I read the first book in this entertaining series – read my review here – and was delighted to see that the second book was already available. Would it be as enjoyable as The Enchantment Emporium?
Charlotte Gale is a Wild Power – but there’s nothing wild about the life she is living. When her meddlesome aunts start interfering, Charlie ditches her cousin Allie and their grandmother’s Enchantment Emporium and joins a Celtic rock band on the summer festival circuit. All Charlie wants to do is to play some music and have a grand time, but she soon becomes embroiled in a fight between an extended family of Selkies and an unscrupulous oil company willing to employ the most horrific means possible to get what they want, including one of the Gale aunts…
Huff is an accomplished writer with a proven track record and it shows. Charlie is an enjoyable, sympathetic character whose musical talent and magical power are closely aligned, yet there is a sense that she is always slightly apart and underachieving – until the turning point in the book, when she is forced to make some big decisions without the Gale family there to shield her. So is this merely a reiteration of the first book, also about a member of the magical Gale family finding her feet? No – Allie and Charlie are quite different characters and if Charlie works at anything, it is trying to be as non-conformist as possible, while keeping within the bounds of what the Gale aunts stipulate. Only an idiot with a deathwish would completely range themselves against the aunts… Which I love – women of a certain age are all too often completely disregarded in genre fiction.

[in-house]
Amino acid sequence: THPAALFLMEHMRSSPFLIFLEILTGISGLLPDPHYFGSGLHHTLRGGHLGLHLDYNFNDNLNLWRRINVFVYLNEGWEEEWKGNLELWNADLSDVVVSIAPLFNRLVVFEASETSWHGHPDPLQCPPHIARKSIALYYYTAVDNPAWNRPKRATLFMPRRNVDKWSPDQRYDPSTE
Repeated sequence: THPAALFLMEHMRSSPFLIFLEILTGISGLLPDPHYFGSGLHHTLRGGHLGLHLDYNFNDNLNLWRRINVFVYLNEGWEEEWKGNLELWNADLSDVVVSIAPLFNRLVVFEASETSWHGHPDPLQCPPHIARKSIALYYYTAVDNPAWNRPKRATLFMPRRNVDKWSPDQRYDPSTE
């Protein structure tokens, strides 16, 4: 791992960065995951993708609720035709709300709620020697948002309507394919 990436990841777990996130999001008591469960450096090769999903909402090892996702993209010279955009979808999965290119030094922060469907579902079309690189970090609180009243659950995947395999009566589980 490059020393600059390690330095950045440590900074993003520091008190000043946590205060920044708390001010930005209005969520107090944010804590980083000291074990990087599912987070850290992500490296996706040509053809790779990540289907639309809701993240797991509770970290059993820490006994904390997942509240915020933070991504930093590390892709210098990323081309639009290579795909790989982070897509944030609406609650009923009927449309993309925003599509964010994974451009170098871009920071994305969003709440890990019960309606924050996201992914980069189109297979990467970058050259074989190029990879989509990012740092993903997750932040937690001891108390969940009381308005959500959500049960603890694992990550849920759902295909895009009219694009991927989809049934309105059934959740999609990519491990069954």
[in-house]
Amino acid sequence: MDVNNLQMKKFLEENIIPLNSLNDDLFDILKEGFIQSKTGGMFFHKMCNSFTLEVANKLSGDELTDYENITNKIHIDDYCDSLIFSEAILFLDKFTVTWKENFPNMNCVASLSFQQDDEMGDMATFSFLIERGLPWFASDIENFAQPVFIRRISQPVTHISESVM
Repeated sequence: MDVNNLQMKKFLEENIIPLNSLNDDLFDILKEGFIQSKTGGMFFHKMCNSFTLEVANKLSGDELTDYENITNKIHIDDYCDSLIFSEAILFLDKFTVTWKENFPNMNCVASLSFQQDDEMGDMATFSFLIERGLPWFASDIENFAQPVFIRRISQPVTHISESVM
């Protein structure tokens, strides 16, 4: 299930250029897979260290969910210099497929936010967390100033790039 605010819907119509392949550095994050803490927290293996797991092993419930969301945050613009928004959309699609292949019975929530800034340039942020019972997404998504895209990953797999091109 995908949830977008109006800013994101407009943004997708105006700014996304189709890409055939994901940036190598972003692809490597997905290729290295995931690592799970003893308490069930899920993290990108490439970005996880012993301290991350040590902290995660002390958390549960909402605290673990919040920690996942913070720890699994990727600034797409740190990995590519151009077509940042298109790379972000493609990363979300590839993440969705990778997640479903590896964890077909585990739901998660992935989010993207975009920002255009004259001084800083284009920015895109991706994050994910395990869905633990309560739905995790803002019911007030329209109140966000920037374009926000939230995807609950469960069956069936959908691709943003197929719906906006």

Not only is Charlie a strong, believable protagonist – there are also a number of entertaining characters surrounding her I really enjoyed. The sulky fourteen-year-old Dragon Prince sorcerer is up there, along with the sultry Selkie Charlie is more than half in love with – but my favourite character is the enigmatic Catherine Gale, the grandmother of the first book who ended up leaving the Enchantment Emporium to Allie before disappearing. I really enjoy those half-absent characters at the heart of stories, who often end up stealing the show despite – or because of – the fact they are always in the shadows instead of the limelight.
The other star of this book is the magical system running through it – urban fantasy is a well-established genre with plenty of interesting variations on this theme. The idea that it is all about bloodlines is a thoroughly familiar one – but I do enjoy Huff’s notion that means all the most powerful magic emanates from family groups, ranging from the dragons of the Under Realm, to the Selkies who come ashore in search of human lovers and husbands and, of course, the Gale family.
The magic works really well in this intriguing, highly readable addition to a solidly good series – and the upside is that Huff is a prolific author, so Book 3, The Future Falls, is due to be released in November.